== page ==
Throughout our study of Romans 8, we have been examining the work of the Holy Spirit in God's children, those who have been justified and adopted in Christ. Paul's teaching in this chapter of Romans tells us much about the Holy Spirit, but the Bible has much more to say about Him. For the next week, we are pausing our study of the epistle to the Romans in order to consider the rest of the biblical witness to the Spirit, using Dr. R.C. Sproul's teaching series The Person and Work of the Holy Spirit to guide our study.
As we begin our consideration of the Holy Spirit, it is important for us to remember that when we are talking about the Spirit, we are not talking about some kind of impersonal force or power. Rather, we are talking about a person. The Holy Spirit loves and can be loved. He can be grieved (Eph. 4:30). At the same time, while the Spirit is a person Himself, He is not a person with an independent existence and a unique nature or essence. Instead, the Holy Spirit shares His essence fully with the Father and the Son. We worship a Trinity (Matt. 28:19-20), a God who has one essence but who exists in three persons. The Father, Son, and Holy Spirit can be distinguished, but they cannot be pulled apart. Each one of Them is fully God and possesses all of the divine attributes. The Spirit does not possess a different omnipotence, for example, than the Father and the Son do. They all have the same omnipotence. The three persons subsist within the one divine being—They each have Their own particular existence and identity but Their essence is one and the same. This is a mystery, but the important thing to note is that Father, Son, and Holy Spirit are not three distinct gods existing alongside one another but three distinct persons who exist within the divine essence and share fully in all that makes God who He is.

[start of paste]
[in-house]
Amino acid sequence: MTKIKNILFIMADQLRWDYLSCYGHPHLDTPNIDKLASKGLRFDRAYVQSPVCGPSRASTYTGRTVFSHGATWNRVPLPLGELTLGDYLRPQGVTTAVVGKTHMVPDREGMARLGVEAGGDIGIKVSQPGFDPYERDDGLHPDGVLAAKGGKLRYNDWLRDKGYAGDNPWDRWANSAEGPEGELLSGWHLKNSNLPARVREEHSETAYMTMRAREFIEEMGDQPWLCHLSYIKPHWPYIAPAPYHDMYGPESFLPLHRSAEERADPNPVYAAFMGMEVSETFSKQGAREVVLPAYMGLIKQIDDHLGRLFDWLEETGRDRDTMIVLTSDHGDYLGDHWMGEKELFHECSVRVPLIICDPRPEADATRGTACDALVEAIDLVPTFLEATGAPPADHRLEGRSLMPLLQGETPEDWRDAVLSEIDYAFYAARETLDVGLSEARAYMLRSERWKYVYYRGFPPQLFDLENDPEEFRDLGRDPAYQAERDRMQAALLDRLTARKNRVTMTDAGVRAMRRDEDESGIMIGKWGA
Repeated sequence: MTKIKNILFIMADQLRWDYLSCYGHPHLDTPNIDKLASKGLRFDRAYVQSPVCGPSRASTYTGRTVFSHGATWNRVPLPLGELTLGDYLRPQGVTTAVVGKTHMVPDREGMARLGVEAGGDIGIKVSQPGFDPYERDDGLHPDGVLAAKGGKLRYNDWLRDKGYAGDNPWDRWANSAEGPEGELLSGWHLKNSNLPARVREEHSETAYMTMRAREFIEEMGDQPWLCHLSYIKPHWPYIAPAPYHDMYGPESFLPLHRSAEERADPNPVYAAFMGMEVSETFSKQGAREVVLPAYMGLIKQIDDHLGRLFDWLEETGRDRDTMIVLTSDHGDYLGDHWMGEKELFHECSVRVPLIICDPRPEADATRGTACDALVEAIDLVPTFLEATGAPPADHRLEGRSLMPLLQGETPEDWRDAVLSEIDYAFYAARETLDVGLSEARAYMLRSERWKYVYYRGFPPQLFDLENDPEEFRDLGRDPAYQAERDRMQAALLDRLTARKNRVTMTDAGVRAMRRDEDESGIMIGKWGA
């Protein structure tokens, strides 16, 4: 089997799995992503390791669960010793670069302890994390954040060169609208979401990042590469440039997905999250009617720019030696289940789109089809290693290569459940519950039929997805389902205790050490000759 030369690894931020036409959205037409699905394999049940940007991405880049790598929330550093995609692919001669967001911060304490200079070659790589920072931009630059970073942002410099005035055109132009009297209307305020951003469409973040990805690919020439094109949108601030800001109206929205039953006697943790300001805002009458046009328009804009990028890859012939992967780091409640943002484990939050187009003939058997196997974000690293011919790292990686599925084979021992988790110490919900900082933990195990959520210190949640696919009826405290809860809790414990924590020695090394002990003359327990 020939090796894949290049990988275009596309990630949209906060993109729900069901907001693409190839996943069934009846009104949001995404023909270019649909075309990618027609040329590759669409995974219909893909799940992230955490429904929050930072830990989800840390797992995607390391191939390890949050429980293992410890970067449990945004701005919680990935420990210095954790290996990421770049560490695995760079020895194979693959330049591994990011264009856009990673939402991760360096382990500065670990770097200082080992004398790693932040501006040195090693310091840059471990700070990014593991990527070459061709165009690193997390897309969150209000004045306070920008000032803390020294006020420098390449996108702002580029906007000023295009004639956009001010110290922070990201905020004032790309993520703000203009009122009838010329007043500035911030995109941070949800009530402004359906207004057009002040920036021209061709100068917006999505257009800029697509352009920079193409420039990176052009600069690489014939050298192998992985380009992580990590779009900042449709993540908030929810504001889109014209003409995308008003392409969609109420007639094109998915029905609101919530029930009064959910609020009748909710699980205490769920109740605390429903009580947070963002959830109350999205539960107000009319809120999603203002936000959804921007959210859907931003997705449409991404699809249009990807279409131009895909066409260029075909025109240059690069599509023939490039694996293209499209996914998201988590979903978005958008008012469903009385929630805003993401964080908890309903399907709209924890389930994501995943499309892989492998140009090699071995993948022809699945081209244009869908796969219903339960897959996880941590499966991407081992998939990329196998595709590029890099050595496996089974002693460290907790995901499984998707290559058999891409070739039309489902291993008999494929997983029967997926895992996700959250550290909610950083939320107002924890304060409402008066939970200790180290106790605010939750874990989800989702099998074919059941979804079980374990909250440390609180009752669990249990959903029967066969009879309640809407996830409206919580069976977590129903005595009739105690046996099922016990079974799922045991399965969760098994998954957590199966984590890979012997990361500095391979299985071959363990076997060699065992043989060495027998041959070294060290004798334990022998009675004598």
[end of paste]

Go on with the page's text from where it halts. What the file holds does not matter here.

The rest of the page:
Scripture teaches in a number of ways that the Holy Spirit is fully God. One key passage is Acts 5:1-11, where Ananias and Sapphira lie about the proceeds they derived from the sale of their property. They are said to have lied to the Holy Spirit and to have not lied to man but "to God" (v. 4). To lie to the Holy Spirit is to lie to God because the Spirit is fully and completely God. This is why grieving the Spirit is something to be avoided. When we persist in sin, we are grieving the Spirit, and by grieving the Spirit, we grieve God. It is not that we provoke the Lord to get depressed—which would be impossible—but that we turn ourselves away (albeit temporarily) from His empowerment and assurance.
That the Holy Spirit who dwells within us is God Himself points to the awesome privilege we have as the people of God, but it also points to a solemn responsibility. Although we are forgiven in Christ, the fact that the Spirit is God should heighten our resolve to mortify sin by His power. When we fail to do so, we are offending the Creator of all things, who is gracious indeed but who always wants us to remember the high cost for this grace—the death of the Son.